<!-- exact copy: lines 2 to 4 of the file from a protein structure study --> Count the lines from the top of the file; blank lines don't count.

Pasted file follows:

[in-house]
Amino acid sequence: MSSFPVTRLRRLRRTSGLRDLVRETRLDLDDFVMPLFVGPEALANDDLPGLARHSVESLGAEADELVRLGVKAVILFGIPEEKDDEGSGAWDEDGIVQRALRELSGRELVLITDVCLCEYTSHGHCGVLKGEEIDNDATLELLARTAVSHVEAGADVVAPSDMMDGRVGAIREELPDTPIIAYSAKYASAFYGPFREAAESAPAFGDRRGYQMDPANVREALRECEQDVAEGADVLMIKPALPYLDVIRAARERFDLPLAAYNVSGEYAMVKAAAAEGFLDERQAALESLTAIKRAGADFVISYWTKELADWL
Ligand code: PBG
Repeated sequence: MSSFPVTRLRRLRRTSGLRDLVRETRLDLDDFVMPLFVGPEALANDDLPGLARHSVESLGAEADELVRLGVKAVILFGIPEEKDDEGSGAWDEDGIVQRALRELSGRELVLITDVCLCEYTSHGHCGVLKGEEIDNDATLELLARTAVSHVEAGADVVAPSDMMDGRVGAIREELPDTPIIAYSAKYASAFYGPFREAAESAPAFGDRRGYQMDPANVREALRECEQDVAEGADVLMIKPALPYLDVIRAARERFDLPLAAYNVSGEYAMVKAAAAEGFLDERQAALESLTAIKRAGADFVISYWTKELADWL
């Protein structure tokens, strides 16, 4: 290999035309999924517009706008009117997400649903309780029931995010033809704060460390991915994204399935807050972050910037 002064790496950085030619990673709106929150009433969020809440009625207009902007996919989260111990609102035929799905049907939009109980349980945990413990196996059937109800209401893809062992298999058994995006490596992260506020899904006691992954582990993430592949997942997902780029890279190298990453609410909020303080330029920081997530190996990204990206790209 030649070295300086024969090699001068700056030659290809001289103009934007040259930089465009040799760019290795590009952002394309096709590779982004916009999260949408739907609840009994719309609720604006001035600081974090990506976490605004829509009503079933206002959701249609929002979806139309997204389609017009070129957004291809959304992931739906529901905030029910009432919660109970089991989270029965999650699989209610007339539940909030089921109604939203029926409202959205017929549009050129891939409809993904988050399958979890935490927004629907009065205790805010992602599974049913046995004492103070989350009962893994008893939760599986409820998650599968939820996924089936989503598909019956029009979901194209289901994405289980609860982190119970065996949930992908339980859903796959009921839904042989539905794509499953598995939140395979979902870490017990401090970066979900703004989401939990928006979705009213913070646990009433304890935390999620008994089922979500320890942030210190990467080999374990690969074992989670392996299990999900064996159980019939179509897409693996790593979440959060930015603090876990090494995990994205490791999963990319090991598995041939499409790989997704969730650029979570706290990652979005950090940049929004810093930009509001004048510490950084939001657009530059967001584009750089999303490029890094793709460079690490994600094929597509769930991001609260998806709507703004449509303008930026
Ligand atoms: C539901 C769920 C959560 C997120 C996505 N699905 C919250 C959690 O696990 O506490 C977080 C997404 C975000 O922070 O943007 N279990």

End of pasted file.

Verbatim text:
Amino acid sequence: MSSFPVTRLRRLRRTSGLRDLVRETRLDLDDFVMPLFVGPEALANDDLPGLARHSVESLGAEADELVRLGVKAVILFGIPEEKDDEGSGAWDEDGIVQRALRELSGRELVLITDVCLCEYTSHGHCGVLKGEEIDNDATLELLARTAVSHVEAGADVVAPSDMMDGRVGAIREELPDTPIIAYSAKYASAFYGPFREAAESAPAFGDRRGYQMDPANVREALRECEQDVAEGADVLMIKPALPYLDVIRAARERFDLPLAAYNVSGEYAMVKAAAAEGFLDERQAALESLTAIKRAGADFVISYWTKELADWL
Ligand code: PBG
Repeated sequence: MSSFPVTRLRRLRRTSGLRDLVRETRLDLDDFVMPLFVGPEALANDDLPGLARHSVESLGAEADELVRLGVKAVILFGIPEEKDDEGSGAWDEDGIVQRALRELSGRELVLITDVCLCEYTSHGHCGVLKGEEIDNDATLELLARTAVSHVEAGADVVAPSDMMDGRVGAIREELPDTPIIAYSAKYASAFYGPFREAAESAPAFGDRRGYQMDPANVREALRECEQDVAEGADVLMIKPALPYLDVIRAARERFDLPLAAYNVSGEYAMVKAAAAEGFLDERQAALESLTAIKRAGADFVISYWTKELADWL